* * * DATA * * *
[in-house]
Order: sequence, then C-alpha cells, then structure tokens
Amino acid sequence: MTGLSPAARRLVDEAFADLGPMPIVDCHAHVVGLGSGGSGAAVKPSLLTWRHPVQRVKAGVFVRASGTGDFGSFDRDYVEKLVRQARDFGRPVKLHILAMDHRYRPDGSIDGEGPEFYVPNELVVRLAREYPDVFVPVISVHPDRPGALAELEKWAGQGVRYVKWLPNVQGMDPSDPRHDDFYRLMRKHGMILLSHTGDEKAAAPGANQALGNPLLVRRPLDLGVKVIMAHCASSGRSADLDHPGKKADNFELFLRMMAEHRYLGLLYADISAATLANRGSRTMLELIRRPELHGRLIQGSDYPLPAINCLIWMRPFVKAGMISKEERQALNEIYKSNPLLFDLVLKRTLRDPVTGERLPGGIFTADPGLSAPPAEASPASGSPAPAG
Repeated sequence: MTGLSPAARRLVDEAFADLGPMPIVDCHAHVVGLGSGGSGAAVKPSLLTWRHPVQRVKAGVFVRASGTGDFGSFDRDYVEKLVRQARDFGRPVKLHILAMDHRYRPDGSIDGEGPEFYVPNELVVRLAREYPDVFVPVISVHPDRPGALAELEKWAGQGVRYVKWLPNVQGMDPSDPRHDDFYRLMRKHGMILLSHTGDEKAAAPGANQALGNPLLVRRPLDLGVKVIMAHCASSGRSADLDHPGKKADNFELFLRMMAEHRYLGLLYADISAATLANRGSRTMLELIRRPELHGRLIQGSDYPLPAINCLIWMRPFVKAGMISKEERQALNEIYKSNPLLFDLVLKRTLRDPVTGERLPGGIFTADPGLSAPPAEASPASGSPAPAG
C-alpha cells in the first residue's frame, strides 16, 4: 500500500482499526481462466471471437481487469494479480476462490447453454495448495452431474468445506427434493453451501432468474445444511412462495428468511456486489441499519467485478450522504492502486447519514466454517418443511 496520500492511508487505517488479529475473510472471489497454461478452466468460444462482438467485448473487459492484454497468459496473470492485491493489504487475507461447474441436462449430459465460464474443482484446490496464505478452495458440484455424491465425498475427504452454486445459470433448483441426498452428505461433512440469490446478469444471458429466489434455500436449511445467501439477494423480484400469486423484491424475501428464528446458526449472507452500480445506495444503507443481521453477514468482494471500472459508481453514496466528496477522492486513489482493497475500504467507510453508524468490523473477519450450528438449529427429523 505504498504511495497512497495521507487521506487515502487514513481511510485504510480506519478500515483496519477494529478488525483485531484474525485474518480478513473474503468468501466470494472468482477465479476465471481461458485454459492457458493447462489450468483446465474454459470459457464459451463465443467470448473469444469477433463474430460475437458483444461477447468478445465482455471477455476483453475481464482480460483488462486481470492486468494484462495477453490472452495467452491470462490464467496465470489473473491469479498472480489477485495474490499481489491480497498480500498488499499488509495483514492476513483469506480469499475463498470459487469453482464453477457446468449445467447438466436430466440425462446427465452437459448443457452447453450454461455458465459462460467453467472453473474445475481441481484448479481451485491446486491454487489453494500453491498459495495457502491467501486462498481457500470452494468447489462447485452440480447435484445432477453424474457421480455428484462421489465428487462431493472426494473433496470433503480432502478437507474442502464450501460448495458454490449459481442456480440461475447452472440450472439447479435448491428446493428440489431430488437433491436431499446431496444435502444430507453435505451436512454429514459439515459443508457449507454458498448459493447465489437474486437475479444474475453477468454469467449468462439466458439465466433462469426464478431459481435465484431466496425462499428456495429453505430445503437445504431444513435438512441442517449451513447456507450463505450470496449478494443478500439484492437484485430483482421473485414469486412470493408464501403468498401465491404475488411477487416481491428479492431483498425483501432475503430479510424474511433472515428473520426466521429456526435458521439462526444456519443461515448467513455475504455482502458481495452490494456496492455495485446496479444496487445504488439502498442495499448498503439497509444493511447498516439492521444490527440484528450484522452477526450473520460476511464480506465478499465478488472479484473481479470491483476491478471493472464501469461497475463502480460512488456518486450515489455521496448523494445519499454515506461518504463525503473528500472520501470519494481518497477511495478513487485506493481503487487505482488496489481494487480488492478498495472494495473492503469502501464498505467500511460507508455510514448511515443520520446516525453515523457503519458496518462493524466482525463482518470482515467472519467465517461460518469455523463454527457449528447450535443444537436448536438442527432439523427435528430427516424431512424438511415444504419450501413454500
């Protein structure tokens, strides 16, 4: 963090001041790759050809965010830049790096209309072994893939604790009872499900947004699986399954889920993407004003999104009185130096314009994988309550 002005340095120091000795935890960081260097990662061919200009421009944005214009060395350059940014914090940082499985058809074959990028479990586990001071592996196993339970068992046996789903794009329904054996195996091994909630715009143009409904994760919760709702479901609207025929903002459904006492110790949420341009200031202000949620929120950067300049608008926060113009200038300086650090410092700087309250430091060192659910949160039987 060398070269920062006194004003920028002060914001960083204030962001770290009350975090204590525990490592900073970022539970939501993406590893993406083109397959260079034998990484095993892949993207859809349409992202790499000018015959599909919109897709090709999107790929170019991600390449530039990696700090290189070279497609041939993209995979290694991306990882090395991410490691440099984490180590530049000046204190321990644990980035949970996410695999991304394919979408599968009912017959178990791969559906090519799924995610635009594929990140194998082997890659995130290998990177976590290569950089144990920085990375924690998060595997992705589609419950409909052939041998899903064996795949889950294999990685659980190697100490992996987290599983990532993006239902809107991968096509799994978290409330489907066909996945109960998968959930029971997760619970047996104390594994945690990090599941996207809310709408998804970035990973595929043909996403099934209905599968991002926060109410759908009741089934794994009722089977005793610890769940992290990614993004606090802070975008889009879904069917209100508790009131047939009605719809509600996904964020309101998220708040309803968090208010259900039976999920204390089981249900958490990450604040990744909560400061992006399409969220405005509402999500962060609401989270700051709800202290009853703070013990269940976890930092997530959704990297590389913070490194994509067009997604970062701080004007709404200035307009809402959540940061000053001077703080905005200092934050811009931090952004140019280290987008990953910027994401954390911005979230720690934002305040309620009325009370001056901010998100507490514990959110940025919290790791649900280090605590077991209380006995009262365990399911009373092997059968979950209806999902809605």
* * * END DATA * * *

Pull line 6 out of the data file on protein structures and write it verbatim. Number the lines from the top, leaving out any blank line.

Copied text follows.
């Protein structure tokens, strides 16, 4: 963090001041790759050809965010830049790096209309072994893939604790009872499900947004699986399954889920993407004003999104009185130096314009994988309550 002005340095120091000795935890960081260097990662061919200009421009944005214009060395350059940014914090940082499985058809074959990028479990586990001071592996196993339970068992046996789903794009329904054996195996091994909630715009143009409904994760919760709702479901609207025929903002459904006492110790949420341009200031202000949620929120950067300049608008926060113009200038300086650090410092700087309250430091060192659910949160039987 060398070269920062006194004003920028002060914001960083204030962001770290009350975090204590525990490592900073970022539970939501993406590893993406083109397959260079034998990484095993892949993207859809349409992202790499000018015959599909919109897709090709999107790929170019991600390449530039990696700090290189070279497609041939993209995979290694991306990882090395991410490691440099984490180590530049000046204190321990644990980035949970996410695999991304394919979408599968009912017959178990791969559906090519799924995610635009594929990140194998082997890659995130290998990177976590290569950089144990920085990375924690998060595997992705589609419950409909052939041998899903064996795949889950294999990685659980190697100490992996987290599983990532993006239902809107991968096509799994978290409330489907066909996945109960998968959930029971997760619970047996104390594994945690990090599941996207809310709408998804970035990973595929043909996403099934209905599968991002926060109410759908009741089934794994009722089977005793610890769940992290990614993004606090802070975008889009879904069917209100508790009131047939009605719809509600996904964020309101998220708040309803968090208010259900039976999920204390089981249900958490990450604040990744909560400061992006399409969220405005509402999500962060609401989270700051709800202290009853703070013990269940976890930092997530959704990297590389913070490194994509067009997604970062701080004007709404200035307009809402959540940061000053001077703080905005200092934050811009931090952004140019280290987008990953910027994401954390911005979230720690934002305040309620009325009370001056901010998100507490514990959110940025919290790791649900280090605590077991209380006995009262365990399911009373092997059968979950209806999902809605």